Moreover, with the reaction chamber configuration shown in FIG. 3 there is the advantage, compared to through flow reactors, that the molecular species which form remain confined within a volume distant from the chamber walls, hence avoiding material losses by deposition. In addition, by changing the injector-plasma distance the reaction time and hence the initial nucleation stages can be controlled, this making a further parameter available for controlling the morphology of the final film (in addition to the opening-substrate distance and the pressure in the deposition chamber).
 The illustrated configuration and mutual geometrical arrangement of the elements present in the first chamber enable the apparatus to be extended in one dimension (linear source) or in two dimensions (planar source), hence providing total scalability in view of its use in industrial applications; a series of sources can be provided side by side, each corresponding to the first chamber 10 of FIG. 3, inside a single deposition chamber analogous to the chamber 11 of the same figure.
 A situation of this type is represented in FIG. 4, which shows an apparatus, 40, comprising a series of "heads" 41, 41', 41'', . . . , each equivalent to chamber 10 of FIG. 3, and arranged inside a single deposition chamber 11. With this configuration, by moving the substrate 35 with suitable speed in a direction perpendicular both to the axis of each head 41, 41', 41'', . . . , and to the line along which the heads are disposed, it is possible in principle to cover a substrate of indeterminate length (for example, a metal sheet) and then divide the substrate into discrete parts, thus achieving high productivity.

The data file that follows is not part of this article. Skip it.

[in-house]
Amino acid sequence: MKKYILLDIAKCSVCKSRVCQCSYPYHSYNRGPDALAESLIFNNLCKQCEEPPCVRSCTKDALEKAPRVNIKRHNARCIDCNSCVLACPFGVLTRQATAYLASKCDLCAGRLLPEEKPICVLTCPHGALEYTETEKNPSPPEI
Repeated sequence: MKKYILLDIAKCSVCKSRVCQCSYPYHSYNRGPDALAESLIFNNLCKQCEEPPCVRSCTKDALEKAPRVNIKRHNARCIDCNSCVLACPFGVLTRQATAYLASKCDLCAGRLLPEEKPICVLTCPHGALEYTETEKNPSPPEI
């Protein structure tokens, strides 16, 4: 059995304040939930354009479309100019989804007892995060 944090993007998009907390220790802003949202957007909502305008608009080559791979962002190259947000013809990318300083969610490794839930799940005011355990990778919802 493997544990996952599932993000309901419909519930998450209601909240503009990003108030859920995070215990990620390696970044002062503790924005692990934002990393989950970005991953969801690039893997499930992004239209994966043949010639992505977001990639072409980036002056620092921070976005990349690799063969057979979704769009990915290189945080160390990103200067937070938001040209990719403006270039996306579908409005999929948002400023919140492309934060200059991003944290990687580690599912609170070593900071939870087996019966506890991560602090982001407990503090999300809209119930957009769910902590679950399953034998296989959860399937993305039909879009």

Alternatively, a plurality of heads of type 41, 41', 41'', . . . , can be placed side by side to form an array, with each head positioned for example at a node of a rectangular or square matrix to cover, in a single deposition operation, large surfaces such as those required for example for producing solar panels.
Patent applications by Carlo Enrico Bottani, Milano IT
Patent applications by Claudia Riccardi, Milano IT
Patent applications by Fabio Di Fonzo, Milano IT
Patent applications by Politecnico di Milano
Patent applications by UNIVERSITA' DEGLI STUDI DI MILANO-BICOCCA
Patent applications in class Electric discharge (e.g., corona, glow discharge, etc.)
Patent applications in all subclasses Electric discharge (e.g., corona, glow discharge, etc.)